What You Need To Know About MBA Recruiting

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When I first received an admissions letter from my target MBA program, I was so excited to have been accepted that I did not give much thought to what I should be doing to prepare for school. A couple of weeks ago, we offered some suggestions for admitted students who wanted to start their own preparation; in this post, we’re focusing on the basics of MBA recruiting.

It’s important to keep in mind that your MBA experience will be unique to you, and your approach to business school will determine a great deal about your educational, professional, and social outcomes. Having said that, the below should provide a useful framework to begin thinking about recruiting, particularly as you begin your planning and start building your target list of firms this summer.

    1. You’ll (almost definitely) get an internship
      We’ll start with the good news. The 2015 global MBA hiring market was the best that it has ever been, according to research from GMAC and reporting from Poets&Quants – and 2016 might be even better. 84% of global firms in the GMAC survey reported plans to hire new MBA graduates in 2015, so you’ll have plenty of options to explore when you start your recruiting process. Where I received my MBA, At Darden, we called this set of circumstances a “firehose of opportunity,” and it comes with its own challenges. We’ll talk more about some of them later, but the biggest question facing you as you prepare to enter the MBA recruiting process is this: when most employers in the world want to hire you, how do you make sure you’re finding, targeting, and converting the best opportunities?

 

    1. Recruiting starts on your first day of business school (or even earlier)
      The process of finding those best-fit opportunities is complicated significantly by the timeline of graduate business school recruiting. For all intents and purposes, recruiting begins as soon as you arrive on campus, and certain industries and firms extend internship offers all the way through May. Even at schools with moratoriums on recruiting early in the first semester, students are well-advised to start the exploration and discovery process as early as possible. Consulting and investment banking tend to have the earliest timelines (and are the most competitive recruiting tracks) with resume drop deadlines in early December; roles with other large corporate recruiters – like general management, marketing, and corporate finance – are generally the next in line, with drop dates anywhere from December to March; and the late spring is when start-ups, nonprofits, and other nontraditional, just-in-time employers post their open positions.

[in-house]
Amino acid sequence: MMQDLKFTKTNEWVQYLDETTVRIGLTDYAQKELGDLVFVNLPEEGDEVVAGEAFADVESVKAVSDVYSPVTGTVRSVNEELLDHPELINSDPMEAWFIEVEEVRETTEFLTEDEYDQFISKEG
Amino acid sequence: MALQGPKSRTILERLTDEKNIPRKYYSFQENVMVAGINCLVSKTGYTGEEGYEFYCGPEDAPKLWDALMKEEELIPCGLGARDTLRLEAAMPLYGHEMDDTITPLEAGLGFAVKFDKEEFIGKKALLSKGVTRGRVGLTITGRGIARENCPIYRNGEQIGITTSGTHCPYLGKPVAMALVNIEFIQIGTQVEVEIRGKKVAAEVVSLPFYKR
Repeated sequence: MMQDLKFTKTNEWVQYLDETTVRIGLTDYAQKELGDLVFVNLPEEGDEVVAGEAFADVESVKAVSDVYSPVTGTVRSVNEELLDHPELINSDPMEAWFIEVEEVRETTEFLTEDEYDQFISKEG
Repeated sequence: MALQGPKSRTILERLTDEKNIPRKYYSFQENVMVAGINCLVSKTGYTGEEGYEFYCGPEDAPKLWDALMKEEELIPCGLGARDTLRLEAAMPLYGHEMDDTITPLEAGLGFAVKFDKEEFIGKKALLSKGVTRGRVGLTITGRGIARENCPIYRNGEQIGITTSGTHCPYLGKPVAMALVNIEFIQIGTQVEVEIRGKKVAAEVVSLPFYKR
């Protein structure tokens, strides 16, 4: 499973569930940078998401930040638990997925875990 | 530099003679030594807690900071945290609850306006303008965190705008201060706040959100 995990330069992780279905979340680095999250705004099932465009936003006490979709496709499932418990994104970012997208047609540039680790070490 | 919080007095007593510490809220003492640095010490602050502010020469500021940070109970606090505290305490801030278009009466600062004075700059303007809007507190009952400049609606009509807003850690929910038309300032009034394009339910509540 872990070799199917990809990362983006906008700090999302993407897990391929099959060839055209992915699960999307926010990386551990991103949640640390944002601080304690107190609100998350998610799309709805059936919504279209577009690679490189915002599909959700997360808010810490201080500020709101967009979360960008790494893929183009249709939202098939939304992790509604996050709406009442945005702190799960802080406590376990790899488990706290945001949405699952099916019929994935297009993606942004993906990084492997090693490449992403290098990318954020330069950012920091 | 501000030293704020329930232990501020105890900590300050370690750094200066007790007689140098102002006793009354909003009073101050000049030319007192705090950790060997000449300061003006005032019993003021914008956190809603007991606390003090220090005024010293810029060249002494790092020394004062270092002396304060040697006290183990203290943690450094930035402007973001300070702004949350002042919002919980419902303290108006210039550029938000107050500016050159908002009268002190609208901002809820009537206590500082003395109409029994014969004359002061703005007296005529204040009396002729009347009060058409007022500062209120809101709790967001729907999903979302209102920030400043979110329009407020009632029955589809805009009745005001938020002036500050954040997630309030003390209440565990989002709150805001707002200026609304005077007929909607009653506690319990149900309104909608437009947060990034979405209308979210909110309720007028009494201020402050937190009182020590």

1. Time management will be a serious challenge
      Current MBA students and alumni are fond of talking about the tripartite obligations of business school: academics, social life, and recruiting (not to mention physical health and family). The amount of time a first year MBA student will dedicate to each of these pursuits will vary from week to week, but time itself will remain in short supply for most of your time in business school. And while class and socializing are both critical to a successful graduate business school experience, if you are like most of your classmates you’re getting your MBA primarily to advance your career opportunities (check out this GMAC survey for more info on why people go to business school). The easiest way to deal with this time crunch will be establishing reliable systems and processes for managing each of these obligations. This is especially important for recruiting, during which you’ll be networking with dozens of alumni and employees at your target firms, and will be expected to leverage this networking and data-gathering in an interview setting in a manner that makes you maximally attractive to potential employers. At RelishCareers, we designed our Company Relationship Management tools to help facilitate the tracking of these networking interactions during the recruiting process, but no worries if notepads or spreadsheets are more your thing; finding a tool that works best for you should be your priority.